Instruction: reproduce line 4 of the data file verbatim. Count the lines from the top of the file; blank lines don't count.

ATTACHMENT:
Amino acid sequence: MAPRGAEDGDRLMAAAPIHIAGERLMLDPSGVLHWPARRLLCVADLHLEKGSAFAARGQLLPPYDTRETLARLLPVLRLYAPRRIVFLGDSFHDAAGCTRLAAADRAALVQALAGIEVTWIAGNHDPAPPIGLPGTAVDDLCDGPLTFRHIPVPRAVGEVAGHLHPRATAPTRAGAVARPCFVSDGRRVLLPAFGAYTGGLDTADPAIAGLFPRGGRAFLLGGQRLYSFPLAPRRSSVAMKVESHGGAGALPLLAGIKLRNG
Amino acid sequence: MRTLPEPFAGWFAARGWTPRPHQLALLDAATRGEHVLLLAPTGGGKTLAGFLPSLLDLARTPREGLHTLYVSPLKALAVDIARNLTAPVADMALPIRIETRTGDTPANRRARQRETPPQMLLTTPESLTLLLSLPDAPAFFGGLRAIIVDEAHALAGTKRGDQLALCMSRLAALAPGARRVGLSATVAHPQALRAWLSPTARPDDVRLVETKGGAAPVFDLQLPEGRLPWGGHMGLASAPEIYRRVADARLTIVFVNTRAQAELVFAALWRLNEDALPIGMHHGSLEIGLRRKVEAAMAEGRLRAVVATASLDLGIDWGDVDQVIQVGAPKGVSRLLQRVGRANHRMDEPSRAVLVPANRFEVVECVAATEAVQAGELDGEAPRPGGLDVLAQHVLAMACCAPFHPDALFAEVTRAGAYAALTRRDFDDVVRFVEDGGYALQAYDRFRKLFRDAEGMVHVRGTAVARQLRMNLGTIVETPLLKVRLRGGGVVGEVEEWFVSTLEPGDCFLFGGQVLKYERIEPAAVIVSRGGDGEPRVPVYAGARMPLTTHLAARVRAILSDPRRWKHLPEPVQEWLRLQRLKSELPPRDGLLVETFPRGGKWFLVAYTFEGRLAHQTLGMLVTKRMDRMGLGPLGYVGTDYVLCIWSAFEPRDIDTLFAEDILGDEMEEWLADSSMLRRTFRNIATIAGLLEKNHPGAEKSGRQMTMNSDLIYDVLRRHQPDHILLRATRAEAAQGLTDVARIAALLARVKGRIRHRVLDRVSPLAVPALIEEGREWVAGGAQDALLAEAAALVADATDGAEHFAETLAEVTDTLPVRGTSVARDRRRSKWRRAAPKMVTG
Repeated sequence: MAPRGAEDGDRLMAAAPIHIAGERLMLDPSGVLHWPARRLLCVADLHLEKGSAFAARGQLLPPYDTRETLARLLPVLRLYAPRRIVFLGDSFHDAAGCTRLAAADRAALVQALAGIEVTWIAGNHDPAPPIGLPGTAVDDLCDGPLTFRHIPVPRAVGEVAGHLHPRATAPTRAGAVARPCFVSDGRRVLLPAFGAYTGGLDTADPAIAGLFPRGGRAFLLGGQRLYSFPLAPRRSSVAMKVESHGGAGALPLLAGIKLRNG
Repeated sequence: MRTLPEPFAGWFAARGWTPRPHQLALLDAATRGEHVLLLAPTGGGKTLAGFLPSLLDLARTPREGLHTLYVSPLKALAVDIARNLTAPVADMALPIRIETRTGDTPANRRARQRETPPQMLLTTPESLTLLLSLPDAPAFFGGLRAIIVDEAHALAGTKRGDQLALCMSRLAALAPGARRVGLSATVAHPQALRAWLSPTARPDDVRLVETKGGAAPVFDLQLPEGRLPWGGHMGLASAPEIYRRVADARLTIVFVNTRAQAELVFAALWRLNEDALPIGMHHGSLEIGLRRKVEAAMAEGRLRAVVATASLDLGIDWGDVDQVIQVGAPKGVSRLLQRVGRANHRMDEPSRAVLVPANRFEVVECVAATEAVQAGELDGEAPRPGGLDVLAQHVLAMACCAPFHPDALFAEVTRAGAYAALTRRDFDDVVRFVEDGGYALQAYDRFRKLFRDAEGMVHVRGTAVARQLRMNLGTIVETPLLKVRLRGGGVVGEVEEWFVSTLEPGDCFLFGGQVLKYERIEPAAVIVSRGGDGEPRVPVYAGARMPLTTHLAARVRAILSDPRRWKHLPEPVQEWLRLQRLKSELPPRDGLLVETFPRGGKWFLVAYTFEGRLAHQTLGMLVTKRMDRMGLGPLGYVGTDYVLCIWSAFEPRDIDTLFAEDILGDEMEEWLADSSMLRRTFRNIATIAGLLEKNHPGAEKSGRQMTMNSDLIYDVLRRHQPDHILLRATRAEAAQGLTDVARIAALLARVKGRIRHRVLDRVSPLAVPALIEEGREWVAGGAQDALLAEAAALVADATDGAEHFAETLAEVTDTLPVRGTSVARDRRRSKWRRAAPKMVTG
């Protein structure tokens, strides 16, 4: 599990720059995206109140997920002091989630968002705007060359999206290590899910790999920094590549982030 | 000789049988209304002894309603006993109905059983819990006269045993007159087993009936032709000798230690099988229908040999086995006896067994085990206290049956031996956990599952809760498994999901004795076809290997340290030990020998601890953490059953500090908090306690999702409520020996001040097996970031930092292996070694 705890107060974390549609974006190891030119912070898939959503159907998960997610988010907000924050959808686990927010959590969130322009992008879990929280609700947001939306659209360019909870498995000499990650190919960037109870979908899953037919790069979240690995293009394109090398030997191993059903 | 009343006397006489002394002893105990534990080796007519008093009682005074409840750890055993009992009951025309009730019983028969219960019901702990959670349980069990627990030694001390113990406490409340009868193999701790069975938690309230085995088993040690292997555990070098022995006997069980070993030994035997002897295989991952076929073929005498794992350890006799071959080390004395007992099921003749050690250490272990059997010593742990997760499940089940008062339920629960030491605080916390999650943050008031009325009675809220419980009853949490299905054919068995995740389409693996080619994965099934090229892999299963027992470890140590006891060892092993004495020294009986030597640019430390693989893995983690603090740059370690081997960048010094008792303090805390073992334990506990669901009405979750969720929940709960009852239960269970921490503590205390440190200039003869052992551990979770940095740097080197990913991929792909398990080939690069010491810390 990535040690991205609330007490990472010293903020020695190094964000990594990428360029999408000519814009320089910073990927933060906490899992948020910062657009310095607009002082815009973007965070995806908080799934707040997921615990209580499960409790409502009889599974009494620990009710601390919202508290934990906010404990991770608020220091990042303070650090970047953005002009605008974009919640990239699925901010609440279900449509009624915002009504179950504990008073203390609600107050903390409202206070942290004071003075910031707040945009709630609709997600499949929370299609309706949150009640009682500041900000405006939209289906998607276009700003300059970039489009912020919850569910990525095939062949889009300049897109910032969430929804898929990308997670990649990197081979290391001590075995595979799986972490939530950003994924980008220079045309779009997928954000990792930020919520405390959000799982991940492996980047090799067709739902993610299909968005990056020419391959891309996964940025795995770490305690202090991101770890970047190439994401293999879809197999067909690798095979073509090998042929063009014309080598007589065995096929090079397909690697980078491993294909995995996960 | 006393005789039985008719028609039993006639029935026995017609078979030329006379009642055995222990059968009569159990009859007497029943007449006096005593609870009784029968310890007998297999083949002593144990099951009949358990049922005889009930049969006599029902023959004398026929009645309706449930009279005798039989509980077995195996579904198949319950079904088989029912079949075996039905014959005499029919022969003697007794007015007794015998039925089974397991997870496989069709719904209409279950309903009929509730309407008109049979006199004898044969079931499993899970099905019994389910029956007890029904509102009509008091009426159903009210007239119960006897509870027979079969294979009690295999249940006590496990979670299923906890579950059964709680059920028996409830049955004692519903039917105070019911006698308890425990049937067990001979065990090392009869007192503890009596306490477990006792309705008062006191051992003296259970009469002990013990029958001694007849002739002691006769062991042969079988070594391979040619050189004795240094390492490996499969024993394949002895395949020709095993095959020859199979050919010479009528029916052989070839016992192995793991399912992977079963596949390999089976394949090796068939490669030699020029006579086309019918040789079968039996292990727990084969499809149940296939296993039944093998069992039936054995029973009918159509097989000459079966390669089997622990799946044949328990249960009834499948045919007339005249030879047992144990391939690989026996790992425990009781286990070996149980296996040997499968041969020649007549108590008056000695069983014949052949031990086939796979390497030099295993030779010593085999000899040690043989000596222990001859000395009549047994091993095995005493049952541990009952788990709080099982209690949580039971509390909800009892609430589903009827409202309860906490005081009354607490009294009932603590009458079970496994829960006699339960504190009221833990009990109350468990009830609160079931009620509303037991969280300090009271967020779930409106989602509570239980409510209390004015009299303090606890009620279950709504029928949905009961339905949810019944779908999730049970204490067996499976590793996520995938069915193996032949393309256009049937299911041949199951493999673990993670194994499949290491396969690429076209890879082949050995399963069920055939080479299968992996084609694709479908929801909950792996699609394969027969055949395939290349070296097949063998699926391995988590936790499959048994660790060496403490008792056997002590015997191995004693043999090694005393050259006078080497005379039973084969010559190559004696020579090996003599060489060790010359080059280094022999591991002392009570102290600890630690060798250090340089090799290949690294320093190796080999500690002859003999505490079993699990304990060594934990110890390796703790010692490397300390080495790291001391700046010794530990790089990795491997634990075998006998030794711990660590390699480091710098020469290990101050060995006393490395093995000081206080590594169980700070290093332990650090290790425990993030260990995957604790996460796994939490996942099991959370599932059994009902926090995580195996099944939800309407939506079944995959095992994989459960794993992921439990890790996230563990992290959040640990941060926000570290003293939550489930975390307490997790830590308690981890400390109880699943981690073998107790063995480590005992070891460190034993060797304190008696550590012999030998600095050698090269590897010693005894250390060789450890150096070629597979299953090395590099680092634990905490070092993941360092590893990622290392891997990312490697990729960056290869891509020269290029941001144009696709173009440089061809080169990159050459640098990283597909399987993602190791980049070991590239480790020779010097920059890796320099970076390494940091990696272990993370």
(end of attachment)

Repeated sequence: MRTLPEPFAGWFAARGWTPRPHQLALLDAATRGEHVLLLAPTGGGKTLAGFLPSLLDLARTPREGLHTLYVSPLKALAVDIARNLTAPVADMALPIRIETRTGDTPANRRARQRETPPQMLLTTPESLTLLLSLPDAPAFFGGLRAIIVDEAHALAGTKRGDQLALCMSRLAALAPGARRVGLSATVAHPQALRAWLSPTARPDDVRLVETKGGAAPVFDLQLPEGRLPWGGHMGLASAPEIYRRVADARLTIVFVNTRAQAELVFAALWRLNEDALPIGMHHGSLEIGLRRKVEAAMAEGRLRAVVATASLDLGIDWGDVDQVIQVGAPKGVSRLLQRVGRANHRMDEPSRAVLVPANRFEVVECVAATEAVQAGELDGEAPRPGGLDVLAQHVLAMACCAPFHPDALFAEVTRAGAYAALTRRDFDDVVRFVEDGGYALQAYDRFRKLFRDAEGMVHVRGTAVARQLRMNLGTIVETPLLKVRLRGGGVVGEVEEWFVSTLEPGDCFLFGGQVLKYERIEPAAVIVSRGGDGEPRVPVYAGARMPLTTHLAARVRAILSDPRRWKHLPEPVQEWLRLQRLKSELPPRDGLLVETFPRGGKWFLVAYTFEGRLAHQTLGMLVTKRMDRMGLGPLGYVGTDYVLCIWSAFEPRDIDTLFAEDILGDEMEEWLADSSMLRRTFRNIATIAGLLEKNHPGAEKSGRQMTMNSDLIYDVLRRHQPDHILLRATRAEAAQGLTDVARIAALLARVKGRIRHRVLDRVSPLAVPALIEEGREWVAGGAQDALLAEAAALVADATDGAEHFAETLAEVTDTLPVRGTSVARDRRRSKWRRAAPKMVTG